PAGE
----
Inside the Void is a walking simulator set in space and featuring surrealist elements by Jacob A. Medina. After sightings of strange structures on a faraway planet, an organization has sent several spacecraft for investigation, but communication was lost with them. Left with no option, you embark on a recovery mission to figure out what happened to the crew and rescue them if – they’re even still around.
Developer: 3D Methods
Released: 28 July 2016
Price: Pay What You Want, $1 on mobile
Platforms: Windows, Linux, Mac, iOS, Android
Available on: itch.io, Google Play, Appstore
After landing on the mysterious planet and departing from the spaceship, you can explore the barren, uneven terrain. Covering the land is several strange-looking moving structures, each teleporting you into a void when approaching them – a set of even stranger and surreal lands. While walking around the surface and voids, you’ll run into small pods holding messages from the crew, chronicling their exploration and their research of the alien structures.
As you unravel the logs of the missing crew, you quickly figure out why they disappeared. Not content with just researching what they stumbled upon, they also tried to experiment with the weird buildings and some of the leftover data by the previous civilization. Although the theme of tampering with the forgotten past and the consequences of doing so is noble, it falls short with the execution as you are not shown the aftermath of said altering – in fact, you only learn about it through the messages and not through the environment.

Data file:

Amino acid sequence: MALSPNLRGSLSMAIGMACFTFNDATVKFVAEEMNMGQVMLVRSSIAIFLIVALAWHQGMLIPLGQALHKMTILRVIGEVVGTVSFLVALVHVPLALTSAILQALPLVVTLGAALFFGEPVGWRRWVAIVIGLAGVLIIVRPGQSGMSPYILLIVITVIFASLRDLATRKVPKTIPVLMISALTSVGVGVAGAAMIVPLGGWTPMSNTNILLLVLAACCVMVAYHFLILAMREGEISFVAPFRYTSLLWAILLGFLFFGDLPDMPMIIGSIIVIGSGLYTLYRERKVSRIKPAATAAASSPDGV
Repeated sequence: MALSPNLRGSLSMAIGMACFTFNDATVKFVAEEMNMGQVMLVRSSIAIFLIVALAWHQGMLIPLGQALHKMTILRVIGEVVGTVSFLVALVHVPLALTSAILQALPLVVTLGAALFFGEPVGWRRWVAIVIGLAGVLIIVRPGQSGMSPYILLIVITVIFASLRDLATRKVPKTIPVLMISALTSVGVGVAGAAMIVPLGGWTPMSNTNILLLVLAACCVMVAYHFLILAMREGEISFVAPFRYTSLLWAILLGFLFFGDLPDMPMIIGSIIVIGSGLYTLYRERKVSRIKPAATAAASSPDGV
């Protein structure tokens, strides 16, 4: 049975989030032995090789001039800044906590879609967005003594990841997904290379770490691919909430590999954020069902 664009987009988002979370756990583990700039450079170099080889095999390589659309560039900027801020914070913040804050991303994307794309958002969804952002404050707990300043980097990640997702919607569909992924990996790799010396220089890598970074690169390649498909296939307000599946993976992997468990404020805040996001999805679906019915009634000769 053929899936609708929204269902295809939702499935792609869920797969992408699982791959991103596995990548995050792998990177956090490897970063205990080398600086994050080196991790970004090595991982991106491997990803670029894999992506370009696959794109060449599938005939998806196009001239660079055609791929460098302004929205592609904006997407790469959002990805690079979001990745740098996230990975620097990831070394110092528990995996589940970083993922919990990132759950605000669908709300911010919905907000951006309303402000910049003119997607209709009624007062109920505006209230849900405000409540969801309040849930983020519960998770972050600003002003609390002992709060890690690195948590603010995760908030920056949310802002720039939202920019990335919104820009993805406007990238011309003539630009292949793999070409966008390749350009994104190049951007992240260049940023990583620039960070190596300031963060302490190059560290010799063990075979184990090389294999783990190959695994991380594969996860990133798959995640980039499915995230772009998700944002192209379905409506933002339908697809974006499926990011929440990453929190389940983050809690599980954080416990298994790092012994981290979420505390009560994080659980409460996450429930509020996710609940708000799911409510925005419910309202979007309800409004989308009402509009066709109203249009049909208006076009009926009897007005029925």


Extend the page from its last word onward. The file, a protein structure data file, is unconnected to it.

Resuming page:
Compared to other games in the walking sim genre, Inside the Void feels extremely lonely. There is no narration of any sort other than the messages you run into, and the planet is devoid of inhabitants or anything that would normally make sounds. The long walks between structures and the oppressive ambient music also contribute to the feeling of loneliness that permeates the game.
While this sets the mood and does it well, I believe it doesn’t make up for it, which makes the game feel like it missed a lot of opportunities. For example, the terrain doesn’t have a lot of variety, and besides reading the message logs by the lost crew there is nothing else to do.
Artstyle and Audio
Inside the Void has a retro, vaporwave aesthetic thanks to its simplistic colors, lightning, and polygonal environment. The voids usually make use of wireframes as well, adding to their unique feel. One of the more interesting voids you can enter involve being surrounded by four giant rotating gears, which makes you feel trapped, and in another, you walk on top of spikes. The music, consisting of eight short tracks, evokes feelings of loneliness and adds to the mysterious feeling of the abandoned planet.
Although the game isn’t the best walking sim you could play, Inside the Void is still pretty cool with its unique aesthetics, the narrative, and how it weaves it all together in a surrealist package. It’s not long either, and you could wrap it up in around an hour to an hour and a half! Plus, if you have access to a VR headset compatible with your phone, you could go Inside the Void!
Looking for other walking sims? We got you covered! How about Into a Dream? Or the free Cloud Climber? Wanderlust: Travel Stories is also a good choice. Plus you can read Dear Esther, the OG walking sim!